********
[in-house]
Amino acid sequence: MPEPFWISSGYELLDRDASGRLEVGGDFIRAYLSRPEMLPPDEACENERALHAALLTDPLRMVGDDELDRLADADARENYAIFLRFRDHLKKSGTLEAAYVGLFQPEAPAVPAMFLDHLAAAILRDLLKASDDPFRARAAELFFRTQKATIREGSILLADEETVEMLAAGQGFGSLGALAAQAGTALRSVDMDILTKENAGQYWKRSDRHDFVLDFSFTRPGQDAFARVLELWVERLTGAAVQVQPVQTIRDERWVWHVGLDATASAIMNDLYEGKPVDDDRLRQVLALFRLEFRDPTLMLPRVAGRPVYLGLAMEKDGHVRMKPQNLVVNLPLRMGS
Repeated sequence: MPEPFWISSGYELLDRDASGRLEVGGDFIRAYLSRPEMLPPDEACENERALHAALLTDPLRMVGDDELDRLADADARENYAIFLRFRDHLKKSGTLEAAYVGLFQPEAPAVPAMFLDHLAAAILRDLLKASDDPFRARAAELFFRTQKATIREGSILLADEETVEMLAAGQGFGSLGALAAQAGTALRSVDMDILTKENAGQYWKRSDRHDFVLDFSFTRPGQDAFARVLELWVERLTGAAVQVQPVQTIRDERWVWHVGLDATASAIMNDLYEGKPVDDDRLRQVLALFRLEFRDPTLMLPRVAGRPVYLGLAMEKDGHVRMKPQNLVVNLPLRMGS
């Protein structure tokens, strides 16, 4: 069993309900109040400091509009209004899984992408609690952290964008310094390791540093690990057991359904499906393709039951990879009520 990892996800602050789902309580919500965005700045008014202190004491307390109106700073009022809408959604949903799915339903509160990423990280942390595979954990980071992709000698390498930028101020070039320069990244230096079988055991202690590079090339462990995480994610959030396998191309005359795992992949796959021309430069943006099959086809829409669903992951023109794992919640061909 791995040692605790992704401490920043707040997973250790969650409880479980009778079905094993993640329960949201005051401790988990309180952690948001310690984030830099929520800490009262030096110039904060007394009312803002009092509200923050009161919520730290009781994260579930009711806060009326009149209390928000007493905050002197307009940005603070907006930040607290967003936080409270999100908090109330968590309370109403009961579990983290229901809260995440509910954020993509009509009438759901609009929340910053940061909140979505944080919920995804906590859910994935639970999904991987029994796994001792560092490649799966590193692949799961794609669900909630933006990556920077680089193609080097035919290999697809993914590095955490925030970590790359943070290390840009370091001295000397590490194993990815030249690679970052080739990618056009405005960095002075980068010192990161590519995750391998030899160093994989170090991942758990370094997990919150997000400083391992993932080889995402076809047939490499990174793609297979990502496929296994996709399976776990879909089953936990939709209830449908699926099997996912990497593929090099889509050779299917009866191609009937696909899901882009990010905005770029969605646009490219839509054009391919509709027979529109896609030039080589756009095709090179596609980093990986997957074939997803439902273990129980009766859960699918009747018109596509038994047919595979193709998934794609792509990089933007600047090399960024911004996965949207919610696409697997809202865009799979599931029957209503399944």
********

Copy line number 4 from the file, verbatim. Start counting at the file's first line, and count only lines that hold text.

């Protein structure tokens, strides 16, 4: 069993309900109040400091509009209004899984992408609690952290964008310094390791540093690990057991359904499906393709039951990879009520 990892996800602050789902309580919500965005700045008014202190004491307390109106700073009022809408959604949903799915339903509160990423990280942390595979954990980071992709000698390498930028101020070039320069990244230096079988055991202690590079090339462990995480994610959030396998191309005359795992992949796959021309430069943006099959086809829409669903992951023109794992919640061909 791995040692605790992704401490920043707040997973250790969650409880479980009778079905094993993640329960949201005051401790988990309180952690948001310690984030830099929520800490009262030096110039904060007394009312803002009092509200923050009161919520730290009781994260579930009711806060009326009149209390928000007493905050002197307009940005603070907006930040607290967003936080409270999100908090109330968590309370109403009961579990983290229901809260995440509910954020993509009509009438759901609009929340910053940061909140979505944080919920995804906590859910994935639970999904991987029994796994001792560092490649799966590193692949799961794609669900909630933006990556920077680089193609080097035919290999697809993914590095955490925030970590790359943070290390840009370091001295000397590490194993990815030249690679970052080739990618056009405005960095002075980068010192990161590519995750391998030899160093994989170090991942758990370094997990919150997000400083391992993932080889995402076809047939490499990174793609297979990502496929296994996709399976776990879909089953936990939709209830449908699926099997996912990497593929090099889509050779299917009866191609009937696909899901882009990010905005770029969605646009490219839509054009391919509709027979529109896609030039080589756009095709090179596609980093990986997957074939997803439902273990129980009766859960699918009747018109596509038994047919595979193709998934794609792509990089933007600047090399960024911004996965949207919610696409697997809202865009799979599931029957209503399944």